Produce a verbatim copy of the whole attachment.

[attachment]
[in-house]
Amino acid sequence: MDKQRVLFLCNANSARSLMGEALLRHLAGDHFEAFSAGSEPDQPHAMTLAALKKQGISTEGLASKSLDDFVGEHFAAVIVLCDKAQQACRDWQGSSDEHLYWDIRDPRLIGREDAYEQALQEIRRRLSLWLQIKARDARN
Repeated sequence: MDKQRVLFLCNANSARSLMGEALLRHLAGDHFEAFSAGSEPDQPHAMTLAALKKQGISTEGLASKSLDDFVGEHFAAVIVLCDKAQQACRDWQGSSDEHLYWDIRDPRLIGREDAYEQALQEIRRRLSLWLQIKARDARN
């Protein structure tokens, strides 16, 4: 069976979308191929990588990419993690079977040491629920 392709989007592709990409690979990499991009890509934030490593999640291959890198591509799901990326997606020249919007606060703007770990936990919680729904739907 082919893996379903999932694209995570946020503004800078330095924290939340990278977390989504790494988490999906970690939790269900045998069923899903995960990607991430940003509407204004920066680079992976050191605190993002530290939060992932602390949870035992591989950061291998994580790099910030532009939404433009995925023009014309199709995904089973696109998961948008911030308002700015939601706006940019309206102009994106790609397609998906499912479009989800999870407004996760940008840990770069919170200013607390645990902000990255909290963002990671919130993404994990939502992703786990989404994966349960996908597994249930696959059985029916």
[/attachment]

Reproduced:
[in-house]
Amino acid sequence: MDKQRVLFLCNANSARSLMGEALLRHLAGDHFEAFSAGSEPDQPHAMTLAALKKQGISTEGLASKSLDDFVGEHFAAVIVLCDKAQQACRDWQGSSDEHLYWDIRDPRLIGREDAYEQALQEIRRRLSLWLQIKARDARN
Repeated sequence: MDKQRVLFLCNANSARSLMGEALLRHLAGDHFEAFSAGSEPDQPHAMTLAALKKQGISTEGLASKSLDDFVGEHFAAVIVLCDKAQQACRDWQGSSDEHLYWDIRDPRLIGREDAYEQALQEIRRRLSLWLQIKARDARN
């Protein structure tokens, strides 16, 4: 069976979308191929990588990419993690079977040491629920 392709989007592709990409690979990499991009890509934030490593999640291959890198591509799901990326997606020249919007606060703007770990936990919680729904739907 082919893996379903999932694209995570946020503004800078330095924290939340990278977390989504790494988490999906970690939790269900045998069923899903995960990607991430940003509407204004920066680079992976050191605190993002530290939060992932602390949870035992591989950061291998994580790099910030532009939404433009995925023009014309199709995904089973696109998961948008911030308002700015939601706006940019309206102009994106790609397609998906499912479009989800999870407004996760940008840990770069919170200013607390645990902000990255909290963002990671919130993404994990939502992703786990989404994966349960996908597994249930696959059985029916």